Three Rivers
History From America's Most Famous Valleys
St. Johnsville Bicentennial Celebration
Published by St. Johnsville Village/Town Bicentennial Committee, Inc.

Sketch of Settlement of Jacob Zimmerman about 1725

(Adapted from a report by Lou D. MacWethy for the bicentennial celebration of the settlement in 1925)

< Gilbert Hough Building. St. Johnsville was once a cigar making center.

History places the date of the settlement of St. Johnsville at 1725 . . . . the first settler was a Palatine German named Jacob Zimmerman (or Timmerman).

A deed seems to clinch the matter so far as the title and location is concerned, for the land traced in the deed is the land on which the village now rests, and the deed conveyed the land to the children of Anna Zimmerman, who is supposed to be the wife of the first Zimmerman. This deed bears the date of 1733, so that land was being transferred at this early date.

In 1710 there came to this country five brothers: Theobald, Lawrence, George, Henry and Jacob Zimmerman. They came from Switzerland. Jacob Zimmerman became a trader with the Indians and married a princess of the Wolf clan of the Lower Mohawk Castle, residing at what is now Fort Hunter. She was christened Anna Margaret, receiving her name from the chaplain of Queen Anne's Chapel at Fort Hunter. Queen Anne's parsonage still stands today. The date of their marriage is fixed roughly at between 1713-19.

Just how it came about that Jacob Zimmerman located here, at present St. Johnsville, and from whom he purchased the land is not made clear. Possibly it was a grant from the Mohawk Indians, or it might have been purchased from the owners of the Francis Harrison Patent, who had acquired all the land from East Creek to Palatine Church by purchase for 700 beaver skins in 1722.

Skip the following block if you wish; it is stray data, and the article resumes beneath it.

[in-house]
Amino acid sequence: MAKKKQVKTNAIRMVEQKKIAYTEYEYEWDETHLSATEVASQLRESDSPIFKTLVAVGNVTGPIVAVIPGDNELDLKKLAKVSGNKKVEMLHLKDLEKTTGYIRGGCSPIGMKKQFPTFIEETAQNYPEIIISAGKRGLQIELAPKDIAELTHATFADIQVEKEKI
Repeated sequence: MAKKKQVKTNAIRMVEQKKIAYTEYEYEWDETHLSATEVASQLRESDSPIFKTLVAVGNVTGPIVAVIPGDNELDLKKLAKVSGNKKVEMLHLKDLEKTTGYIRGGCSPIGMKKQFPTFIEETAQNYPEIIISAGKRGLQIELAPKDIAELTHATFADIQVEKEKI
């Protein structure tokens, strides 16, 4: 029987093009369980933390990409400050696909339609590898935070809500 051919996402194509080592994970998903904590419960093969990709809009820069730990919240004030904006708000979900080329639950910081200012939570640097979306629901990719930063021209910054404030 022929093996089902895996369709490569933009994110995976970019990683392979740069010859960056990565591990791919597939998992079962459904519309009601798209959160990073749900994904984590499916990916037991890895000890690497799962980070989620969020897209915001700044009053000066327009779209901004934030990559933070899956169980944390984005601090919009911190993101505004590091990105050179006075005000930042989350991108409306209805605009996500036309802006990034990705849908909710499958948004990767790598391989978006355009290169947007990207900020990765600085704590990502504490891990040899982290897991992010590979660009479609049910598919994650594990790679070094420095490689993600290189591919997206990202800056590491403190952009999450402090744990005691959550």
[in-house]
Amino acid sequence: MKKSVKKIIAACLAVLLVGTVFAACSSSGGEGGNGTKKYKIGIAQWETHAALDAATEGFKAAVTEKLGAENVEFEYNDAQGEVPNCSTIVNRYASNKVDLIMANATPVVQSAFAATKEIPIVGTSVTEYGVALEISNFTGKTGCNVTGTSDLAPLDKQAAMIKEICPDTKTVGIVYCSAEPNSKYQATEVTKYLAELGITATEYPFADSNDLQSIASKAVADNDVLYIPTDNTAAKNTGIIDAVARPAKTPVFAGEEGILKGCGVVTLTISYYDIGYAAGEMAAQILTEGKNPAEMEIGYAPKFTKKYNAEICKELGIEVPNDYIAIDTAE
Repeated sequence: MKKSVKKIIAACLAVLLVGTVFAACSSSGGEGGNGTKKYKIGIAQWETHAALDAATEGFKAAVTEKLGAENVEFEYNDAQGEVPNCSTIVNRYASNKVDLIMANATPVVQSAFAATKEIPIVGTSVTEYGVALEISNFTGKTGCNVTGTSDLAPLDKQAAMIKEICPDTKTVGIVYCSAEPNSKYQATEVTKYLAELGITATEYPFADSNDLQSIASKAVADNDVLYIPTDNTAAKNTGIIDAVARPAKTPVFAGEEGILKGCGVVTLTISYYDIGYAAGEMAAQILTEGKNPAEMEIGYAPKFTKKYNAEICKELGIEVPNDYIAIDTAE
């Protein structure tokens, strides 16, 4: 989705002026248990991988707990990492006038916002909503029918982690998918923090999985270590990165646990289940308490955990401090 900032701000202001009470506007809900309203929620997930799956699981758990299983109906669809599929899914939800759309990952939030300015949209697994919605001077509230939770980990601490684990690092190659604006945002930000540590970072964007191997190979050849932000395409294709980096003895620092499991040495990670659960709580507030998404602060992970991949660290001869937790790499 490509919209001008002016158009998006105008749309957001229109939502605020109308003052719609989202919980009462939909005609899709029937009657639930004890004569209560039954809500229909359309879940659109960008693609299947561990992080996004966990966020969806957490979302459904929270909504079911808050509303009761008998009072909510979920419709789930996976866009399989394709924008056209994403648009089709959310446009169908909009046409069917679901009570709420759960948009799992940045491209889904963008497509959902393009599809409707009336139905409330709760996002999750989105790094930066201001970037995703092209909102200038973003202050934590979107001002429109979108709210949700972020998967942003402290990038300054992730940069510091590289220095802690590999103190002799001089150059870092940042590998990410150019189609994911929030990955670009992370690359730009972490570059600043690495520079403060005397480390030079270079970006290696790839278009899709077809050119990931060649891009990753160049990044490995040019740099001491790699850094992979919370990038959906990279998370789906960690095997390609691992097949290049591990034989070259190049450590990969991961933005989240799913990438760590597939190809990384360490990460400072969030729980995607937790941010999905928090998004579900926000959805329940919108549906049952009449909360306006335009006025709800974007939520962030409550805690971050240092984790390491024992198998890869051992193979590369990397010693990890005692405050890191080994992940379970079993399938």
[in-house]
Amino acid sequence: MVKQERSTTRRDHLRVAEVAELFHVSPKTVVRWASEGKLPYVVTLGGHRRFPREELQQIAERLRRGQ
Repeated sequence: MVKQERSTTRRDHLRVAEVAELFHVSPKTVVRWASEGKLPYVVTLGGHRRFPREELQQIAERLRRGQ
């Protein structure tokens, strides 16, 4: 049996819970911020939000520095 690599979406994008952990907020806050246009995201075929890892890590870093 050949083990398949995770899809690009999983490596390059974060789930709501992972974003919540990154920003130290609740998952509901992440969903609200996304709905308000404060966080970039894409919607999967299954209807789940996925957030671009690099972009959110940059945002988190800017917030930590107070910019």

We do know that Jacob Zimmerman, the pioneer of the present St. Johnsville, and Johan Jost Schnell of Stone Arabia secured a grant of the Mohawk River section in the present town of Manheim, Herkimer County, extending from east Creek westward to a point opposite the home of "Johan Nickoll Herchheimer (Nicholas Herkimer)" and running a considerable distance inland. It embraced 3,600 acres of land, then a largely virgin forest. The Indian deed was signed by "Hendrick Peterson" (King Hendrick). In this patent East Creek is called Tegahuharoughwhe.

Jacob Zimmerman, Sr., and one Veeling (Failing) held lots 14, 15, and 18 of the Harrison patent of 1722. Lots 14 and 15 comprise the central part of the present village of St. Johnsville, and lot 18 was at upper St. Johnsville. Zimmerman Creek at St. Johnsville and Timmerman Creek at upper St. Johnsville probably both take their names from Jacob Zimmerman (Timmerman).

The first enterprise installed here by Jacob Zimmerman was that of a grist mill where corn and wheat were ground for the bread makers of the area, both red and white, who must have found this method preferable to the old mortar and pestle. Jacob Zimmerman's descendants are still here and some of them occupy the original land.